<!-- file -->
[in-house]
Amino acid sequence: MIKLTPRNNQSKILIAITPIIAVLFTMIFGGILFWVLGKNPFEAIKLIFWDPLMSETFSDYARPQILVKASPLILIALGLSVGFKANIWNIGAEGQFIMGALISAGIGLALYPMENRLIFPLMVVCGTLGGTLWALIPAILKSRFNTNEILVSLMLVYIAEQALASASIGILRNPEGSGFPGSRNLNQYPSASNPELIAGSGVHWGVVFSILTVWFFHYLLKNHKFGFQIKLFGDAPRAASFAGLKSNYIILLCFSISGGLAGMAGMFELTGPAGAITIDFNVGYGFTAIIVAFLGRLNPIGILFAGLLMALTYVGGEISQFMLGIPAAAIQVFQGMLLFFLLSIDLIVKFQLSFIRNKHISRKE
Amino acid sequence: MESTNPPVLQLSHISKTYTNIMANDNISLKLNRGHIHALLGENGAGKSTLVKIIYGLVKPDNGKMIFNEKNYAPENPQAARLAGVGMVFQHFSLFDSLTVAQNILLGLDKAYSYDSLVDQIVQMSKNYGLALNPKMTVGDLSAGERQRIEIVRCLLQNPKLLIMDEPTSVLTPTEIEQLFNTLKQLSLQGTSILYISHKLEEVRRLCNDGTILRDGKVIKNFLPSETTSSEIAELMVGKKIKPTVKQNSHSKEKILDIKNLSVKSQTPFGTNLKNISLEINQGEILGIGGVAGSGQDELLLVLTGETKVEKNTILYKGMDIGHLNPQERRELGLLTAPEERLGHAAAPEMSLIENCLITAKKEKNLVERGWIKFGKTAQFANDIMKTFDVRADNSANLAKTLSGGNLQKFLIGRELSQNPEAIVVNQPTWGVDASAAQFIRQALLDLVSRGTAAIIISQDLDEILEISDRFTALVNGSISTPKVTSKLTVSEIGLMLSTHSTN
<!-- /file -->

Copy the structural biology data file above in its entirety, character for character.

[in-house]
Amino acid sequence: MIKLTPRNNQSKILIAITPIIAVLFTMIFGGILFWVLGKNPFEAIKLIFWDPLMSETFSDYARPQILVKASPLILIALGLSVGFKANIWNIGAEGQFIMGALISAGIGLALYPMENRLIFPLMVVCGTLGGTLWALIPAILKSRFNTNEILVSLMLVYIAEQALASASIGILRNPEGSGFPGSRNLNQYPSASNPELIAGSGVHWGVVFSILTVWFFHYLLKNHKFGFQIKLFGDAPRAASFAGLKSNYIILLCFSISGGLAGMAGMFELTGPAGAITIDFNVGYGFTAIIVAFLGRLNPIGILFAGLLMALTYVGGEISQFMLGIPAAAIQVFQGMLLFFLLSIDLIVKFQLSFIRNKHISRKE
Amino acid sequence: MESTNPPVLQLSHISKTYTNIMANDNISLKLNRGHIHALLGENGAGKSTLVKIIYGLVKPDNGKMIFNEKNYAPENPQAARLAGVGMVFQHFSLFDSLTVAQNILLGLDKAYSYDSLVDQIVQMSKNYGLALNPKMTVGDLSAGERQRIEIVRCLLQNPKLLIMDEPTSVLTPTEIEQLFNTLKQLSLQGTSILYISHKLEEVRRLCNDGTILRDGKVIKNFLPSETTSSEIAELMVGKKIKPTVKQNSHSKEKILDIKNLSVKSQTPFGTNLKNISLEINQGEILGIGGVAGSGQDELLLVLTGETKVEKNTILYKGMDIGHLNPQERRELGLLTAPEERLGHAAAPEMSLIENCLITAKKEKNLVERGWIKFGKTAQFANDIMKTFDVRADNSANLAKTLSGGNLQKFLIGRELSQNPEAIVVNQPTWGVDASAAQFIRQALLDLVSRGTAAIIISQDLDEILEISDRFTALVNGSISTPKVTSKLTVSEIGLMLSTHSTN